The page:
Wednesday, November 26, 2014

Teaching Archaeology & the Media

This year, my supervisor and I were very excited to receive funding from the University of Bristol to conduct some innovative teaching approaches on concepts around "Archaeology and the Media" including social media. The first two sessions took place over the last couple of weeks and student feedback was very promising.

The aim of teaching was to provide students with competencies, strategies and ethics in how to deal with media channels, journalists, social media, etc. (I wasn't teaching them "how to do a tweet"!).

I've adopted a crowdsourcing activity I saw at a HEA workshop earlier this year and mixed up my lecture delivery style with interactive elements. Students responded to both the break of lecture (*brain relief*) and the chance to discuss and hash out what they just learned in small groups, and then bring it back to the larger group.

It's difficult to prove, unless I tie this in to examinations, but I think this process helps with retention of information. It's well understood that we only retain a small precentage of what we hear and write down, but by bolstering this with discussion and reflection, learning is reinforced immediately. By interacting, students also feel more involved, and participation can enhance enjoyment and enthusiasm for the subject.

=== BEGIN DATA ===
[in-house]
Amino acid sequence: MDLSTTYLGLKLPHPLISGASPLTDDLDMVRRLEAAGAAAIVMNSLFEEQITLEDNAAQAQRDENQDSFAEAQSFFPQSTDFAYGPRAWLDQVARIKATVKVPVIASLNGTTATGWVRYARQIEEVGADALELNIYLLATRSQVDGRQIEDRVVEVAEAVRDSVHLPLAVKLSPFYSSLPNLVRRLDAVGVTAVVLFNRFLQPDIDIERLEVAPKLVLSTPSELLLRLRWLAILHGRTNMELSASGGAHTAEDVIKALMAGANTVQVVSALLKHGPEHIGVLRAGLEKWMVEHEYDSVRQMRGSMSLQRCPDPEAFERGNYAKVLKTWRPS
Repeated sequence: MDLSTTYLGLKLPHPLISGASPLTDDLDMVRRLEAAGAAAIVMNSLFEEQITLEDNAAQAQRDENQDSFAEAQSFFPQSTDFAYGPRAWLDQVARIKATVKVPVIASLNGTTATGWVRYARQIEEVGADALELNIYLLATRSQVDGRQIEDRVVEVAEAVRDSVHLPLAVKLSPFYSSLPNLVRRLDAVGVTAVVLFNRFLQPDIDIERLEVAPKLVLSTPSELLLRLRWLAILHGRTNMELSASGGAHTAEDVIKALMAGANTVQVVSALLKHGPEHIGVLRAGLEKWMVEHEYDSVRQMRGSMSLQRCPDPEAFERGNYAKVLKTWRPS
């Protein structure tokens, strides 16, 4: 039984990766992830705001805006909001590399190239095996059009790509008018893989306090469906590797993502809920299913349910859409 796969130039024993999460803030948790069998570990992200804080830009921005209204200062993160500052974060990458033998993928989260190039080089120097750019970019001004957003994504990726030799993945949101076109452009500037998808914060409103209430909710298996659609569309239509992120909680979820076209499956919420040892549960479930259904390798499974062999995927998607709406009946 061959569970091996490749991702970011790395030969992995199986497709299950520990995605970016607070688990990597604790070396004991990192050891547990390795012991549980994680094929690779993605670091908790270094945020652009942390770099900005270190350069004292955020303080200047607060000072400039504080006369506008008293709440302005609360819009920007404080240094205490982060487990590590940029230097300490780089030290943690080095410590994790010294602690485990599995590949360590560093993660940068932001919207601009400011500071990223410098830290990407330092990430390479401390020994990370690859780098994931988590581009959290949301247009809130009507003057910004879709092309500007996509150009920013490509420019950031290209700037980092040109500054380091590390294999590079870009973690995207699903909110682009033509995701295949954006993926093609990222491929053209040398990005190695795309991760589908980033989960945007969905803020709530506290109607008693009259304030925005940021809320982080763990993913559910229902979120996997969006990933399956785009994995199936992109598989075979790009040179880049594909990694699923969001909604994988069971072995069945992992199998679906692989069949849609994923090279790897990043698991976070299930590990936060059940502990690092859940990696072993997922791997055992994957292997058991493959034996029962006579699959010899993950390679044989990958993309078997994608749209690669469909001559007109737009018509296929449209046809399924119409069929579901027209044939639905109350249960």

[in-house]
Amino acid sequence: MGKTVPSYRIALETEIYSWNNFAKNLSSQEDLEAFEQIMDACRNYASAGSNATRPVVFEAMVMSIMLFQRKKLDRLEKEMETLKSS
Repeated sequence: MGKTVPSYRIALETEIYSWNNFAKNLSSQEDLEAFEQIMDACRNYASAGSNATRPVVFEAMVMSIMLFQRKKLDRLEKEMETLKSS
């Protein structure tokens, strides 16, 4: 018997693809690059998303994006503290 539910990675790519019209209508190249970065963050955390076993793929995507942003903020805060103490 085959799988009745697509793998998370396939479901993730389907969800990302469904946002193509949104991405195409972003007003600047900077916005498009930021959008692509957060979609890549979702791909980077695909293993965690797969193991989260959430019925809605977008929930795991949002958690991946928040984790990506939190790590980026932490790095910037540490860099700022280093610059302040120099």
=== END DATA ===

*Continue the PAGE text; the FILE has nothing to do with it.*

In addition to one of the lectures, I was also given blocks of seminar time to further develop ideas grounded on the case study of the Berkeley Castle Excavations social media project. I created a loose frame within which the students were encouraged to work independently and collaboratively, at their own speed, following their own interests, with me placed to provide direction and support as required. Again, this was highly effective and many students commented on how they enjoyed this relaxed environment where any idea was welcomed. The added bonus was that students became even more encouraged to join the social media team this summer (hooray!).

In the coming weeks and months, I will be further developing my approaches and writing up my findings. After the summer excavation period, I will produce a report for the University which will contain a model of my approaches that can be lifted and applied to a wide range of subjects (especially those that conduct fieldwork) - this will be made available freely once internally approved. 

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